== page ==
December 06, 2006
"Not necessary to toll"

Paul Burka attended a committee meeting by the Study Commission on Transportation Financing, at which David Ellis, a co-author of a report by the Texas Transportation Institute (TTI) at Texas A&M, gave some interesting testimony about road funding. Executive summary: We don't need to toll to pay for Texas' road needs. In particular:

Over the next 25 years, the population of these areas is projected to increase by 2.8% per year, employment by by 2.3%, vehicles by 2.7%, and daily miles drive by 3%. Over the same period, the number of lane miles that can be built with currently available funding will increase by just .25% per year. Tx-Dot estimates that the state will need an additional $68 billion over the next 25 years to improve mobility. The TTI's estimate is slightly lower, $66.2 billion. Two-thirds of the needed new construction will be in the state road system, or some $44+ billion; the remainder represents improvements to local roads.

The money for highway construction comes from three sources: vehicle registration fees, the state gasoline (more properly, motor fuels) tax, and reimbursements from the federal gasoline tax, of which Texas sends more revenue to Washington than it gets back. Of these sources, the one that matters the most is the motor fuels tax. But the tax has been losing ground to inflation in recent years.

Now, here is the crucial part of Ellis's testimony: There are scenarios under which roads can be financed:

1. Raise the motor fuels tax, currently 20 cents per gallon, to 51 cents. Interestingly, a Tx-Dot engineer had previously told the committee that the motor fuels tax would have to be raised to $1.40 per gallon to pay for the needed new construction. Needless to say, the Legislature is not going to raise the tax by 31 cents, much less a buck twenty.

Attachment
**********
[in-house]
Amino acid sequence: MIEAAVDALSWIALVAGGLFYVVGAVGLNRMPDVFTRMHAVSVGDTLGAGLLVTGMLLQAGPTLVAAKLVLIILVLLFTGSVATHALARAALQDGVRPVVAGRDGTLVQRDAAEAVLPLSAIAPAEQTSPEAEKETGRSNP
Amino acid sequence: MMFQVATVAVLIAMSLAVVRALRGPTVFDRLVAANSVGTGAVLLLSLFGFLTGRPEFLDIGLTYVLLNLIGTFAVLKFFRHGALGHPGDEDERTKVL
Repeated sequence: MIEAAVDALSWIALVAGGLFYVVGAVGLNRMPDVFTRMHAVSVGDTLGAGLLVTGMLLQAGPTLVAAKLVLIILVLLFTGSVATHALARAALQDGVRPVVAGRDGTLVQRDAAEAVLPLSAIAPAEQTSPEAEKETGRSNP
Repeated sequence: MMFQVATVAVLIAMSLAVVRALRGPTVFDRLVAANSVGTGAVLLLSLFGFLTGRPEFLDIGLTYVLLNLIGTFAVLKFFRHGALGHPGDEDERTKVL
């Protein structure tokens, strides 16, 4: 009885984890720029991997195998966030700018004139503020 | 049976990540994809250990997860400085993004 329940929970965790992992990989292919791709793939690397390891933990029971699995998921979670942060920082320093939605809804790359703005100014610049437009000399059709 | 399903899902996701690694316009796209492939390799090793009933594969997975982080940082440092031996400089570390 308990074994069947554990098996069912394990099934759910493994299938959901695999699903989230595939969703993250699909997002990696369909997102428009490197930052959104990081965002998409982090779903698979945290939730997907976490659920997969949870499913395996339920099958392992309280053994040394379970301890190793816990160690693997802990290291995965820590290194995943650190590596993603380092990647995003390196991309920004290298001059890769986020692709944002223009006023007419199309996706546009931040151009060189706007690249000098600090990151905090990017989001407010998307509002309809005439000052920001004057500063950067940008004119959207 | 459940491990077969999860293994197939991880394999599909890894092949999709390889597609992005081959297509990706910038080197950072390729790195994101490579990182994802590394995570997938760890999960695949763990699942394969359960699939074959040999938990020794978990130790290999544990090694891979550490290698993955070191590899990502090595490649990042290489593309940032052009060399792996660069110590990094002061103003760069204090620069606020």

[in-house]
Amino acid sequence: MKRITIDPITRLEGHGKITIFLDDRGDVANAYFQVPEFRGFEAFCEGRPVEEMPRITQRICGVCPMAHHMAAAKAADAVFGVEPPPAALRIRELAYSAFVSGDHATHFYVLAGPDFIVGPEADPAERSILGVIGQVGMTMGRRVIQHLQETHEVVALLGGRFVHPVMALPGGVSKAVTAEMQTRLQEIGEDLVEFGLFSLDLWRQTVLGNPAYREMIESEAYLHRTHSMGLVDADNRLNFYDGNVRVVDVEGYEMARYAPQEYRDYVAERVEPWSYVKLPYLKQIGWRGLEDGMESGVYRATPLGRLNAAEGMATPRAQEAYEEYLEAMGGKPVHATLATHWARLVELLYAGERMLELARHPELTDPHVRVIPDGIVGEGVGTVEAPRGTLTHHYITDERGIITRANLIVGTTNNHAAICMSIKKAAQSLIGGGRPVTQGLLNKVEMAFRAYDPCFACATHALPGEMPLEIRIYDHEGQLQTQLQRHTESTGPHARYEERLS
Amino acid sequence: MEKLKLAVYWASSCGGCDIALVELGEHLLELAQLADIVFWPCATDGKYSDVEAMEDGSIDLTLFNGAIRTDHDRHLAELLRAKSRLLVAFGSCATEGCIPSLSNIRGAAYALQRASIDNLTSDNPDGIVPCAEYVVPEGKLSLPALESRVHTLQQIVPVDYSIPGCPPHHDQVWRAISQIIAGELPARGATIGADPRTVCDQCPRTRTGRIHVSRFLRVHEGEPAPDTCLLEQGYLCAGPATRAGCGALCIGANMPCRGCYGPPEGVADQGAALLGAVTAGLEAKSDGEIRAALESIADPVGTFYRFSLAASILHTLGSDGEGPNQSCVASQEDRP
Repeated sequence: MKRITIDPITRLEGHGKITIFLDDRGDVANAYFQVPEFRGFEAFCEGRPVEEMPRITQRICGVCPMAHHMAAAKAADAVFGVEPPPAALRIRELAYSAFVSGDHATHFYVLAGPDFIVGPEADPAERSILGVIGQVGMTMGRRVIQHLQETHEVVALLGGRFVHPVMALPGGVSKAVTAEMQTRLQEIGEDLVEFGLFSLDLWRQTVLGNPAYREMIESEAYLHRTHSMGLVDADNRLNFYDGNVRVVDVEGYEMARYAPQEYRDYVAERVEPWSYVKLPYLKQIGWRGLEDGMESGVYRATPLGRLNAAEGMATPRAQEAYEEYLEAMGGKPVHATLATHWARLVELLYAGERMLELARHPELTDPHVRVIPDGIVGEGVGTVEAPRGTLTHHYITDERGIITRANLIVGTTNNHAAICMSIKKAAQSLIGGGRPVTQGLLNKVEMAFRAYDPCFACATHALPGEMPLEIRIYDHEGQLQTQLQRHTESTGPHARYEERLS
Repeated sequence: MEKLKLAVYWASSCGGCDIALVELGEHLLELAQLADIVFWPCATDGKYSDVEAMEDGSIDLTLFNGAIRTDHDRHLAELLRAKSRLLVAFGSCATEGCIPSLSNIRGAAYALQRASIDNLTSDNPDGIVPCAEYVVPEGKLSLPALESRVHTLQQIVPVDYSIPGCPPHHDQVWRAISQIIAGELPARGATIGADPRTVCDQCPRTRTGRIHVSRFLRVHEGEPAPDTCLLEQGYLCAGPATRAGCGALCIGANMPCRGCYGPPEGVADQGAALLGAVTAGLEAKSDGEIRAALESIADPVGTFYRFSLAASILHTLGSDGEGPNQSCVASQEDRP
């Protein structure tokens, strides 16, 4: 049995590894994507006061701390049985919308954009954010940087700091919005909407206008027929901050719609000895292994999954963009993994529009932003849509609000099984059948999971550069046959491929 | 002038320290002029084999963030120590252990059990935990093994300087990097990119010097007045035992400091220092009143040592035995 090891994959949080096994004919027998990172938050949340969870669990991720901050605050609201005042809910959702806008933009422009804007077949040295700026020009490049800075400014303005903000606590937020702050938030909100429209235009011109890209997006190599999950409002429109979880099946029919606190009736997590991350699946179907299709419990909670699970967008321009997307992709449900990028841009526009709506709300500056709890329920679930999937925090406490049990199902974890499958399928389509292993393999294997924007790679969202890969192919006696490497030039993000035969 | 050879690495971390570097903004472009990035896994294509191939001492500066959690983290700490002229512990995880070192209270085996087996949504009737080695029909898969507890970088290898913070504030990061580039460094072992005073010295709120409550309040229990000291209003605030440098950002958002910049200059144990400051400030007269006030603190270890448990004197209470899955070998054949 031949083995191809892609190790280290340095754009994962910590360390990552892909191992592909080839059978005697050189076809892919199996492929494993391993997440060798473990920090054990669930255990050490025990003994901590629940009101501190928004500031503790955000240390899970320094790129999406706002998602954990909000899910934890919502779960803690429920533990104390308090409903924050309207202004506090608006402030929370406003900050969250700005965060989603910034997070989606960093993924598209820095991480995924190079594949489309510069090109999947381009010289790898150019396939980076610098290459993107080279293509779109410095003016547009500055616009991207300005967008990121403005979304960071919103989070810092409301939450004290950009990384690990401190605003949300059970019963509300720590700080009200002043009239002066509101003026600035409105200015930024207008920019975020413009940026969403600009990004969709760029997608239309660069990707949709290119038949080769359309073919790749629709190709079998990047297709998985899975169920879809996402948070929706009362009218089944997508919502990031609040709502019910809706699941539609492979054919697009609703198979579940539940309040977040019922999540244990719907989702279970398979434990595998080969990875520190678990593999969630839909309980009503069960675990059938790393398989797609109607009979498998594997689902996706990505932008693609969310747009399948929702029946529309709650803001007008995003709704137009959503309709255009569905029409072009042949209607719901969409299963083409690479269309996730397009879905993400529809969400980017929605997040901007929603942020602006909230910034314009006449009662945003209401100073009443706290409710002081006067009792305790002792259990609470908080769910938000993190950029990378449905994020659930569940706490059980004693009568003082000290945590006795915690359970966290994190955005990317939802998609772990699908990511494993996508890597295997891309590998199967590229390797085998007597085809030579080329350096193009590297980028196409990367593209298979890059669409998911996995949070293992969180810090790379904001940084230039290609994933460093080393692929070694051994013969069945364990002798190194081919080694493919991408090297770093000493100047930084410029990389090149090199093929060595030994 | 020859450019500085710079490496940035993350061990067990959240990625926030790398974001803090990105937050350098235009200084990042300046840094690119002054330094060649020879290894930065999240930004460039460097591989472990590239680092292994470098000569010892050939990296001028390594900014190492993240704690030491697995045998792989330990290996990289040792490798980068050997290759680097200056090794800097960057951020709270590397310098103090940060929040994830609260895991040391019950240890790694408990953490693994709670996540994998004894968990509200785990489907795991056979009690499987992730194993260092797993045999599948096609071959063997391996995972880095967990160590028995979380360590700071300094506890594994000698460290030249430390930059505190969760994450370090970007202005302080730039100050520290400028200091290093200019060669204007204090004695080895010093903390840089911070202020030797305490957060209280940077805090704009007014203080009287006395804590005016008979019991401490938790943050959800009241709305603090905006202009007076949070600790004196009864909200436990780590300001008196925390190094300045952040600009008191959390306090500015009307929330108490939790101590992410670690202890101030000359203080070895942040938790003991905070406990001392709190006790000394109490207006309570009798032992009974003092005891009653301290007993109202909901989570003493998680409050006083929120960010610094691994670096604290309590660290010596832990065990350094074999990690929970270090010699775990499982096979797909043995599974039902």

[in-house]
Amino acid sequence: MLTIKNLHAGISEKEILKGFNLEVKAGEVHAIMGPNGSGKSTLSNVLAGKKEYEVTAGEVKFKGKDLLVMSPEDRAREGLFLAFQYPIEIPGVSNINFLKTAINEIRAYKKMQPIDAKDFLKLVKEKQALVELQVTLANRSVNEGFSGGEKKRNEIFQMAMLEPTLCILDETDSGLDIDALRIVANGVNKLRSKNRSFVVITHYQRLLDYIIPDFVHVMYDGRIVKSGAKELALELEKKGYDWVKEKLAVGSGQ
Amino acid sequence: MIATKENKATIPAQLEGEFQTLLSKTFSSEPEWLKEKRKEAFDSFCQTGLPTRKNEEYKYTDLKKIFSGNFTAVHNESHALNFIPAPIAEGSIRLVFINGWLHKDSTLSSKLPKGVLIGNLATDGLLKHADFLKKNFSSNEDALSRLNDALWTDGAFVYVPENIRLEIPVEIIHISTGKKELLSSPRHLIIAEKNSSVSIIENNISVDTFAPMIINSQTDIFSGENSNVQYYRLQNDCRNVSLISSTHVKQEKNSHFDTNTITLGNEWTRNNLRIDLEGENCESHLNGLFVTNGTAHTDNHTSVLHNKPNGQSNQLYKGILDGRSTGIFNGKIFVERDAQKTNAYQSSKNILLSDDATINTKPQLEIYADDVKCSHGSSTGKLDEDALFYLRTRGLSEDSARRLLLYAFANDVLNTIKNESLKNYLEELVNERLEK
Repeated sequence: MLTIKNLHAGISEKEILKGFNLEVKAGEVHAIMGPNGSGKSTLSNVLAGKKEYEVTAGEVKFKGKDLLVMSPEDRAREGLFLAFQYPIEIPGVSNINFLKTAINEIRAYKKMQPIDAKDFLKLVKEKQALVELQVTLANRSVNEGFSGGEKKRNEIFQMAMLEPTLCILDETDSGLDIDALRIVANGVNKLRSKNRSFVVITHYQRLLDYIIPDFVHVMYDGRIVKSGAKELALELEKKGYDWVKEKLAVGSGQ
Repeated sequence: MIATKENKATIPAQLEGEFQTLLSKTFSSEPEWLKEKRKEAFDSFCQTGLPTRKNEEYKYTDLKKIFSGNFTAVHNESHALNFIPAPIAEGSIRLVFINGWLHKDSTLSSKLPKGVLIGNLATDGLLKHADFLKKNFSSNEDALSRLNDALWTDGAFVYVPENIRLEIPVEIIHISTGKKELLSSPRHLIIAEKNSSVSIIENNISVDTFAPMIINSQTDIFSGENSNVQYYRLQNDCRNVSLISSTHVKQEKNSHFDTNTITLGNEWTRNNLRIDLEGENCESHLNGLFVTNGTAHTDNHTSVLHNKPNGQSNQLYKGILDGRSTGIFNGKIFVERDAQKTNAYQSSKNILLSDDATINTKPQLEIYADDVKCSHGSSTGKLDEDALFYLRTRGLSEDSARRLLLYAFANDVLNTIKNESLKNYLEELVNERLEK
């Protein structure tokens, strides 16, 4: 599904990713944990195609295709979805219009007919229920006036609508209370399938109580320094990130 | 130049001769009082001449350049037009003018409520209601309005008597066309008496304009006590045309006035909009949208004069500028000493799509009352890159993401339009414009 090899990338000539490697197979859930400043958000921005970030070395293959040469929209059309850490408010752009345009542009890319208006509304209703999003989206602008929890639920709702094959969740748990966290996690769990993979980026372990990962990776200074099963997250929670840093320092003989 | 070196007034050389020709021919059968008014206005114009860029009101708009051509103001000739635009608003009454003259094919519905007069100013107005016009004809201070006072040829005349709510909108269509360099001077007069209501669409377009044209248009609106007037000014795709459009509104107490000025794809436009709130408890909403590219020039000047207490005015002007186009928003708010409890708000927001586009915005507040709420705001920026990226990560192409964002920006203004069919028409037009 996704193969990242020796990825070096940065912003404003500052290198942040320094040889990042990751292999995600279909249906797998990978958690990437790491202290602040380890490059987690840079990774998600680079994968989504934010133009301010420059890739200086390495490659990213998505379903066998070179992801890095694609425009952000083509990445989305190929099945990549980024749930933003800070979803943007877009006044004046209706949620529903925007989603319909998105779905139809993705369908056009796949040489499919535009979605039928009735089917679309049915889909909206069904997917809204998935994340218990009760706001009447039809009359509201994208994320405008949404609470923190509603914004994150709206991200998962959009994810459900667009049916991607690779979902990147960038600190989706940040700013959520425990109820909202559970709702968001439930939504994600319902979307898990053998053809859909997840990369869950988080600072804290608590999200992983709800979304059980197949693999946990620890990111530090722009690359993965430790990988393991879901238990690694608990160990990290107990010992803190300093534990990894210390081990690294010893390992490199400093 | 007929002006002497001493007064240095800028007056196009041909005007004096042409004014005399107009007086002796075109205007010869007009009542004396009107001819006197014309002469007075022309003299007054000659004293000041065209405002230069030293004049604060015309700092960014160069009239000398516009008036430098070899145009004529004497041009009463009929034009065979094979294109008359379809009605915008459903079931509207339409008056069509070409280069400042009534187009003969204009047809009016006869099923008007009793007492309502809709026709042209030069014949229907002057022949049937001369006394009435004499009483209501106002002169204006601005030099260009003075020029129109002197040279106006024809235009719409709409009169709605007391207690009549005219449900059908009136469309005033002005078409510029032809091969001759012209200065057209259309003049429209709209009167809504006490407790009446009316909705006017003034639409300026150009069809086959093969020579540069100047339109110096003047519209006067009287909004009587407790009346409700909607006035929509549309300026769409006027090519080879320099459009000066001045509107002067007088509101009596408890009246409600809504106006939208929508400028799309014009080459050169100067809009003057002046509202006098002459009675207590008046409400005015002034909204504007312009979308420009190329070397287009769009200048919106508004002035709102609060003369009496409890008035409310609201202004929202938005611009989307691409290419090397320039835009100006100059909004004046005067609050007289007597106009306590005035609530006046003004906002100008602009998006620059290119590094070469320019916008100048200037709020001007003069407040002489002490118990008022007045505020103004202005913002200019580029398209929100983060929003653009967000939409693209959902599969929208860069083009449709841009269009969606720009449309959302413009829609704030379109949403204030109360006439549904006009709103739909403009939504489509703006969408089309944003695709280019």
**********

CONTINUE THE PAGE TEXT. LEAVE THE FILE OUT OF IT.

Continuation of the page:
2. Raise the motor fuels tax by 8 cents and index it to inflation, using not the consumer price index, but a special highway construction index. The rate of inflation has been 1/2% to 1 1/2 percent per year.

3. Don't raise the gasoline tax at all. Instead, index it and put the incremental revenue in the mobility fund, where it can be used to pay off bonds. And here's the bombshell: "Under this scenario," Ellis said, " it wouldn't be necessary to toll as a means of financing, although that's certainly an option."

While I agree that Option 1 will never happen - among other things, that would give Texas the highest state gas tax in the country, which would make it political poison regardless of its merits - I just want to point out (again!) that even at that level of taxation, you're way better off than you'd be on almost any toll road. At 20 gallons a week, you're talking an extra $6.20 per week, which is at worst three days' worth of round trips on HCTRA roads. The math will always favor raising the gas tax, because the gas tax has the broadest base. Toll roads are paid for by far fewer people, so their rates are much higher. I'm going to keep saying this until everyone is sick of it, or until it becomes a standard point of discussion about toll roads, whichever comes first.

If there's going to be anything done on this front, I see Option Three as being potentially viable. We'll see if anyone runs with it.

Eye on Williamson and SA Toll Party have already been on this. EoW also has more about the reaction to Ellis' testimony, which sounds priceless to me. Reading all this, it occurs to me that there's another explanation for the pro-TTC billboards, which is not for defensive purposes but for offense, as was suggested in the comments to that post. Food for thought.

Posted by Charles Kuffner on December 06, 2006 to Planes, Trains, and Automobiles | TrackBack

I was actually going to mention this in the other post about the billboards but couldn't find anything online about it yet.

You may want to read some of the stuff on this page

Posted by: Trafficnerd on December 6, 2006 5:24 PM